According to it the volume (Q) of any fluid flowing through a

rigid tube is

to pressure gradient (P1 P2 ) to the fourth power of radius ( r4 )

1/ to the length of the tube ( L ).


(P1 P2 ) * r4 L K is the constant for fluid flowing at a temperature. Q= K

It is to the temperature.
K is expressed as the reciprocal of viscosity () as

viscosity is 1/ to temperature of fluid.

So Q = K (P1 P2 ) * r4 L *

As the volume of flow of fluid is expressed in a given unit of time an arithmetic value p/8 is derived & the equation is rewritten as Q= Thus, Q= (P1 P2 ) * r4 8L * (P1 P2 ) * r4 L * */8

The recoiling effect of blood vessels that converts the

Pulsatile flow of blood into a continuous flow is called Windkessel effect.

The blood vessels showing windkessel effect are

known as windkessel vessels ( aorta, pulmonary artery, their larger branches).

It is the time taken by the blood to travel through apart or

whole of the circulatory system.

If a substance is injected into a vein the time taken by it to

appear in the blood of the same vein or in the corresponding vein on the opposite side shows the total circulation time.
The circulation time is measured by introducing some

easily recognizable substance into blood stream & then determining the time when the substance appears at a given point in the circulation (end point).

Substances used for measuring circulation time:1. Histamine Causes flushing of face due to vasodilatation.


Dehydrocholine (20%)

Gives a bitter taste when reaches the tongue.


Ether or acetone

Detectable in breath by smell.


Sodium cyanide

Causes hyperpnea when it reaches the carotid artery. Identified at the end point by yellow color. It is used for total circulation time.


Dye fluorescein


Radioactive substances Detected at various points of the body by the use of ionization chamber.

Typical circulation times :1. Arm vein to arm vein 25 seconds (22-28) Dye fluoresceine


Arm vein to face

24 seconds



Arm vein to tongue

11 seconds (8-16)

De hydro choline (20%) Ether or acetone


Arm vein to lung

6seconds (4-6)


Arm vein to heart

4 seconds

Radioactive substances Sodium cyanide


Arm vein to carotid artery

14 seconds (12-15)

In humans circulation time is not affected by height,

weight, pulse rate, B.P etc, but in case of animals smaller the animal higher is the pulse rate and shorter is the total circulation time.
But the no : of heart beats / total circulation time remains

same for both the human beings & animals. Ie, about 30/ total circulation time .
The circulation time when the velocity of blood flow. The

circulation time > when velocity is less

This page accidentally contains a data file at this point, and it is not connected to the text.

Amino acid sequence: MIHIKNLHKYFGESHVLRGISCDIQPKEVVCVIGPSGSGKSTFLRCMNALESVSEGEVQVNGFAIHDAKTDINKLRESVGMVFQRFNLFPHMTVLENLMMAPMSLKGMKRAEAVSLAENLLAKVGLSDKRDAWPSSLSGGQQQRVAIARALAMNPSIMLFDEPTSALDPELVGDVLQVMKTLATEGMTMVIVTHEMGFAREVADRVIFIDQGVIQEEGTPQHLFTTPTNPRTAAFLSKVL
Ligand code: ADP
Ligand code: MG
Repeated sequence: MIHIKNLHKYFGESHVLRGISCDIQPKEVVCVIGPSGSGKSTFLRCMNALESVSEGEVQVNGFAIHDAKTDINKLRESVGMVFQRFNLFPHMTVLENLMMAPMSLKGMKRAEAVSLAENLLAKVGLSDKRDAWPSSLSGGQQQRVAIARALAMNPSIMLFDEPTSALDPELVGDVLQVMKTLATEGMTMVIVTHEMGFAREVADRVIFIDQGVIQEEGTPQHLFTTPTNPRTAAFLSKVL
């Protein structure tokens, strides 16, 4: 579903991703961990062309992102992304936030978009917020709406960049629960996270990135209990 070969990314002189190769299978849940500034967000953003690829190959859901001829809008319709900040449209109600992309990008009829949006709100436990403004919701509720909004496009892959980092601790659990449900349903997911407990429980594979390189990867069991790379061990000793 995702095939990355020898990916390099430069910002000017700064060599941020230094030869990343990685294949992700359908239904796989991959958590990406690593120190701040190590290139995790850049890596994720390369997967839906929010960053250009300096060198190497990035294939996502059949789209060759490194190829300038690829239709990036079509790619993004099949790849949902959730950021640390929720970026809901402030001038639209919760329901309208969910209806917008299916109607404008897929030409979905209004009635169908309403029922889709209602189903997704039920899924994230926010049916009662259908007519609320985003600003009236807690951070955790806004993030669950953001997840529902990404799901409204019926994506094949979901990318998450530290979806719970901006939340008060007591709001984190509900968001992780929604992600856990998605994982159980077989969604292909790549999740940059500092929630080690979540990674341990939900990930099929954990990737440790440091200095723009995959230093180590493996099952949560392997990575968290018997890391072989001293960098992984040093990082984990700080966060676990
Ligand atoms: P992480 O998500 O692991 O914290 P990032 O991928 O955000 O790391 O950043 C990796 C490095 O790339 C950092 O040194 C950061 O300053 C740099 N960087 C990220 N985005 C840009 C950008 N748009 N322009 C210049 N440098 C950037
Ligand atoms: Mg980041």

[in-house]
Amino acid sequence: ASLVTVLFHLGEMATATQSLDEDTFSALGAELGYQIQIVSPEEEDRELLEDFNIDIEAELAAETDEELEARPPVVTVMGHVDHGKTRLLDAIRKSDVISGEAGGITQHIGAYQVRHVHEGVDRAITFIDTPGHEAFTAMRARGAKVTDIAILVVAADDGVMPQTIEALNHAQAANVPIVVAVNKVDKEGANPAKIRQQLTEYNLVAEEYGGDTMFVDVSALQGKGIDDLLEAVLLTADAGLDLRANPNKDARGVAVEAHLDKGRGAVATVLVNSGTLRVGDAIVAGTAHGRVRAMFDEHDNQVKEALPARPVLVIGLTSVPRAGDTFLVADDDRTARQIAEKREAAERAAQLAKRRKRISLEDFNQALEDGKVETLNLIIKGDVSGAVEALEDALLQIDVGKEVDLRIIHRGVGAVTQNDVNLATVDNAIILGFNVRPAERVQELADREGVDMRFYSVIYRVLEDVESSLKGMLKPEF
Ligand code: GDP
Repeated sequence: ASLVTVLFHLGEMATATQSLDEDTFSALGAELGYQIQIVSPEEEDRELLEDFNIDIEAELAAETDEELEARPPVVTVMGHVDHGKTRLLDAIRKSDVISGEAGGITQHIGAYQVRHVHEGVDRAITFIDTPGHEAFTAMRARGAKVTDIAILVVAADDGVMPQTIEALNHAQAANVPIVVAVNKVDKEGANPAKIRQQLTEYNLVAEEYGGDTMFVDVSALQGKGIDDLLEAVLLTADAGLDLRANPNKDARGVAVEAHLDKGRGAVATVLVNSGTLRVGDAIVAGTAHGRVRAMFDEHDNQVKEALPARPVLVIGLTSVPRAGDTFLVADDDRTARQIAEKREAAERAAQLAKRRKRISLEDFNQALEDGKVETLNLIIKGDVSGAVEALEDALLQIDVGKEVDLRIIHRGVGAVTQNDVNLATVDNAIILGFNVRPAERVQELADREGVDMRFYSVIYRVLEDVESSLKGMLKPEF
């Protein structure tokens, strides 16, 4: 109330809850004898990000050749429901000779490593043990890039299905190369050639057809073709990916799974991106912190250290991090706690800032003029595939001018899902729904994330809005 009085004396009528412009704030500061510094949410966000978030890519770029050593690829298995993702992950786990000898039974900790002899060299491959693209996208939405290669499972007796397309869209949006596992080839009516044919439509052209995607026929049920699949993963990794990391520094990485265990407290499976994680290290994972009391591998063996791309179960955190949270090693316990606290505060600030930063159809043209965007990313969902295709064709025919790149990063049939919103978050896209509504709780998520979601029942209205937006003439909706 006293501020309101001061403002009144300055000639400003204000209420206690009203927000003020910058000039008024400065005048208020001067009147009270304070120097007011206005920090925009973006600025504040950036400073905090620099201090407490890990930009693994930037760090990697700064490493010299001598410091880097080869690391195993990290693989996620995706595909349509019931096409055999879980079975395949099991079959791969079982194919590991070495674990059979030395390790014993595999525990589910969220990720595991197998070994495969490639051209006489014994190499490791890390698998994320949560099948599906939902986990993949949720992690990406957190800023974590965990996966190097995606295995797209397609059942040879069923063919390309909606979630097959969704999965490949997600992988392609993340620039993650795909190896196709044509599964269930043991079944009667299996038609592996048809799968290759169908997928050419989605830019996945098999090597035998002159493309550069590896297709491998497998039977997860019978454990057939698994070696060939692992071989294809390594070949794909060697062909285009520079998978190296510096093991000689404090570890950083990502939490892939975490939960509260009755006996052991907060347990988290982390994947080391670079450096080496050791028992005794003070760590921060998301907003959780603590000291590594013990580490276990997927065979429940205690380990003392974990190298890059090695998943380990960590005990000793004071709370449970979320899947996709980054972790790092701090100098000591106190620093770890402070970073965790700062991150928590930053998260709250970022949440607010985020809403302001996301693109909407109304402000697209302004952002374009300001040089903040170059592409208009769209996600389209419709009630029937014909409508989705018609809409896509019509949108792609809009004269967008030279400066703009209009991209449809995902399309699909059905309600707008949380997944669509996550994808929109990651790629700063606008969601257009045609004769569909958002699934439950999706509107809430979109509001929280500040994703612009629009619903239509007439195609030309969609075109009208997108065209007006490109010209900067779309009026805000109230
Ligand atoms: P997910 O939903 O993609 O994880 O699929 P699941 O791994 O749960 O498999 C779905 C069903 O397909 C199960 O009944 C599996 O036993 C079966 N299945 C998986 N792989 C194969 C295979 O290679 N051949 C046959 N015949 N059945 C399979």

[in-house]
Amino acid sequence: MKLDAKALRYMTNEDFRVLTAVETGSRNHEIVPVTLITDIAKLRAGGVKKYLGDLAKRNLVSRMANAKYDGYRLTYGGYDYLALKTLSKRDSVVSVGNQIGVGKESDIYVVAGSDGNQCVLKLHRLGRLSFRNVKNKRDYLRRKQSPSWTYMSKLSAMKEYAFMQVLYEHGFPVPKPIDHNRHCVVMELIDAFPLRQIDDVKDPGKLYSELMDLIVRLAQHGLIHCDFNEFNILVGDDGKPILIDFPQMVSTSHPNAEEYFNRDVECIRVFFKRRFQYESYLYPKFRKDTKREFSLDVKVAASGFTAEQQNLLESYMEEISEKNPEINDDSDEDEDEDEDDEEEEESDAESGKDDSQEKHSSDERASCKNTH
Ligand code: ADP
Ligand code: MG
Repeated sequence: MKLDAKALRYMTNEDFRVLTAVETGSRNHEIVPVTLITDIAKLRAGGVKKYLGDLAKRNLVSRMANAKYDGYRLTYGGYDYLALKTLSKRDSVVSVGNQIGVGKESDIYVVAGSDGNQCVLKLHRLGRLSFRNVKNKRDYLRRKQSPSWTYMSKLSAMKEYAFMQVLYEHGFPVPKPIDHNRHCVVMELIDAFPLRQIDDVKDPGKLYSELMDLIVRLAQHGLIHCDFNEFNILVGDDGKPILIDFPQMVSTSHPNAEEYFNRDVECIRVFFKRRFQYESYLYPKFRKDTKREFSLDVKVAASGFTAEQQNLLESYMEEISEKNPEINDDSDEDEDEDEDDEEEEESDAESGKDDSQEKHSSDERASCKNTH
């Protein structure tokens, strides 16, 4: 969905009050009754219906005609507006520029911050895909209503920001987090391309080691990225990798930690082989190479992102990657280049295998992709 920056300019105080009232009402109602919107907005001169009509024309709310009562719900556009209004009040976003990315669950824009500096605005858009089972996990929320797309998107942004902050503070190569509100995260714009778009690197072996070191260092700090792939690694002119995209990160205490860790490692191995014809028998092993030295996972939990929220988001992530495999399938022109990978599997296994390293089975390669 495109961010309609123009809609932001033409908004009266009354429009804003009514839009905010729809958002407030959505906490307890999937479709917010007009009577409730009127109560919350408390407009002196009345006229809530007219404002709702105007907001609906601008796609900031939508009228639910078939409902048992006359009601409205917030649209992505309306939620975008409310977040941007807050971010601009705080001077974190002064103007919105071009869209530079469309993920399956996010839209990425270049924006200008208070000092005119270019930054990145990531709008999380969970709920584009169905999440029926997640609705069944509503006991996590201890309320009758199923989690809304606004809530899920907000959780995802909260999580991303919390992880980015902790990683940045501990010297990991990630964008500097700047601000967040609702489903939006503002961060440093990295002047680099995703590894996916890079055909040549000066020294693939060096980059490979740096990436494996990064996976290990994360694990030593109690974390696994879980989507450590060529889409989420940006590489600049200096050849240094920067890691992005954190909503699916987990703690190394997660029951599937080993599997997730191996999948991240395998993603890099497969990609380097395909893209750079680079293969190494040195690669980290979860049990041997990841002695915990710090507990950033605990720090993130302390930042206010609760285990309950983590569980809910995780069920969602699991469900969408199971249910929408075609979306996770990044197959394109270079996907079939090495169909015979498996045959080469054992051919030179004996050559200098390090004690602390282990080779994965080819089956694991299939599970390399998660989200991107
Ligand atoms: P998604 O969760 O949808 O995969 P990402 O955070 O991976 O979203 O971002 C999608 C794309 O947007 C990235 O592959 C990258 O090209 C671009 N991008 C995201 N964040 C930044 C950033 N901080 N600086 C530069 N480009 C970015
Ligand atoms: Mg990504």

cardiac output ( cardiac activity)

2. Velocity



4. Basal metabolic activity (BMR) 5. Condition of Peripheral blood vessels. (Peripheral

6. Adrenaline.

Condition altering circulation time:prolonged


1. 2. 3. 4. 5. 6. 7.

3. 4. 5. 6. 7. 8.

Myxoedema Polycythemia Cardiac failure Sympathetic stimulation Immersing limb in the cold water. Hypertension Shock Peripheral failure

9. 10. 11. 12.

Exercise Adrenaline administration Hyperthyroidism Anemia Decrease in peripheral resistance Elevation of limb above the heart Sympathectomy Application of heat Exercise of limb. Excitement Fever BMR

It means the regulation of blood flow to an organ by the organ

Auto regulation is defined as the intrinsic ability of an organ to

regulate a constant blood flow in spite of changes in the perfusion pressure.

Perfusion pressure refers to balance b/w the pressure in blood

vessels on either side of the organ ie, arterial pressure _venous pressure across the organ (PA-PV ).
The blood flow (F) to any organ or region of body depends

upon the effective perfusion pressure.

The effective perfusion pressure is the perfusion pressure divided

by resistance (R) in the blood vessels. F = PA-PV


But the major factor that determines the perfusion pressure &

effective perfusion pressure is the mean arterial blood pressure.

The normal mean arterial pressure is about 93mmof Hg. The autoregulation is possible only if the mean arterial blood

pressure is within the range of 60 170 mm of Hg.

The auto regulatory response is independent of neural

& hormonal influences.

It is the intrinsic capacity of the organ.

When there is a sudden or in BP there will be or

of blood flow, then the local mechanisms start functioning &the blood flow is brought to relatively normal level within few minutes.


Myogenic theory

2. Metabolic theory

The intrinsic contractile property of the smooth muscle fibers present in the blood vessels is responsible for autoregulation.


Stretching of blood vessel

flow of Ca 2+into cells from ECF

Contraction of smooth muscle fibers in the blood vessels


Blood flow is cntrolled

The normal blood flow is maintained by the metabolic end products .

Blood flow

Accumulation of metabolites (adenosine , CO2,lactate & H+)

Causes the vasodilatation

Blood flow becomes normal

Blood flow

Metabolites washed out of tissues

Causes the vasoconstriction

Volume of Blood flow becomes normal